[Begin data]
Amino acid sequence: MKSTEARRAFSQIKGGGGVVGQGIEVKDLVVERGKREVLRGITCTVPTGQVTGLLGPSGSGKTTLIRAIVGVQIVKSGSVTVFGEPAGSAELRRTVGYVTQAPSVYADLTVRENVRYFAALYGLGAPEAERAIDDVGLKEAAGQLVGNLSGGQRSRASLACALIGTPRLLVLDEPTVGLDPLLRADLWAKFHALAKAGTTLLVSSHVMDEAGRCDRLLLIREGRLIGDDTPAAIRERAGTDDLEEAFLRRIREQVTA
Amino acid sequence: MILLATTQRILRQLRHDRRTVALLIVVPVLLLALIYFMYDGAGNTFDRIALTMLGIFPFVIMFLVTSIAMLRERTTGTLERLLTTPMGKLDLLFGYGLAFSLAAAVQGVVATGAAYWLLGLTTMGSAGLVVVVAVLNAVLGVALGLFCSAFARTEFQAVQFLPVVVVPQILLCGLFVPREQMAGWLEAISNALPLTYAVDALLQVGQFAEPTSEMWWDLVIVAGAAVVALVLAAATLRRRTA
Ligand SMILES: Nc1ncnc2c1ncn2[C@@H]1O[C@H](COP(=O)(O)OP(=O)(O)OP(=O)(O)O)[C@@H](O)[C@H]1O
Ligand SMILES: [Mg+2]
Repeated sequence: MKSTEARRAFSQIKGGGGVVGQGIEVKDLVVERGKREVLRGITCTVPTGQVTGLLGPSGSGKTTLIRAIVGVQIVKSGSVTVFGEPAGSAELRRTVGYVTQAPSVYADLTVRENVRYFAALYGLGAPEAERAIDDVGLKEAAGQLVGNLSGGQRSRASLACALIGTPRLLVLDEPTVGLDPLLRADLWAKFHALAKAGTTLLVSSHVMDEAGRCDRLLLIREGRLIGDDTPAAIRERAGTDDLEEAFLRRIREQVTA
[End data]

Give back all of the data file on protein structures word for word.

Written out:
Amino acid sequence: MKSTEARRAFSQIKGGGGVVGQGIEVKDLVVERGKREVLRGITCTVPTGQVTGLLGPSGSGKTTLIRAIVGVQIVKSGSVTVFGEPAGSAELRRTVGYVTQAPSVYADLTVRENVRYFAALYGLGAPEAERAIDDVGLKEAAGQLVGNLSGGQRSRASLACALIGTPRLLVLDEPTVGLDPLLRADLWAKFHALAKAGTTLLVSSHVMDEAGRCDRLLLIREGRLIGDDTPAAIRERAGTDDLEEAFLRRIREQVTA
Amino acid sequence: MILLATTQRILRQLRHDRRTVALLIVVPVLLLALIYFMYDGAGNTFDRIALTMLGIFPFVIMFLVTSIAMLRERTTGTLERLLTTPMGKLDLLFGYGLAFSLAAAVQGVVATGAAYWLLGLTTMGSAGLVVVVAVLNAVLGVALGLFCSAFARTEFQAVQFLPVVVVPQILLCGLFVPREQMAGWLEAISNALPLTYAVDALLQVGQFAEPTSEMWWDLVIVAGAAVVALVLAAATLRRRTA
Ligand SMILES: Nc1ncnc2c1ncn2[C@@H]1O[C@H](COP(=O)(O)OP(=O)(O)OP(=O)(O)O)[C@@H](O)[C@H]1O
Ligand SMILES: [Mg+2]
Repeated sequence: MKSTEARRAFSQIKGGGGVVGQGIEVKDLVVERGKREVLRGITCTVPTGQVTGLLGPSGSGKTTLIRAIVGVQIVKSGSVTVFGEPAGSAELRRTVGYVTQAPSVYADLTVRENVRYFAALYGLGAPEAERAIDDVGLKEAAGQLVGNLSGGQRSRASLACALIGTPRLLVLDEPTVGLDPLLRADLWAKFHALAKAGTTLLVSSHVMDEAGRCDRLLLIREGRLIGDDTPAAIRERAGTDDLEEAFLRRIREQVTA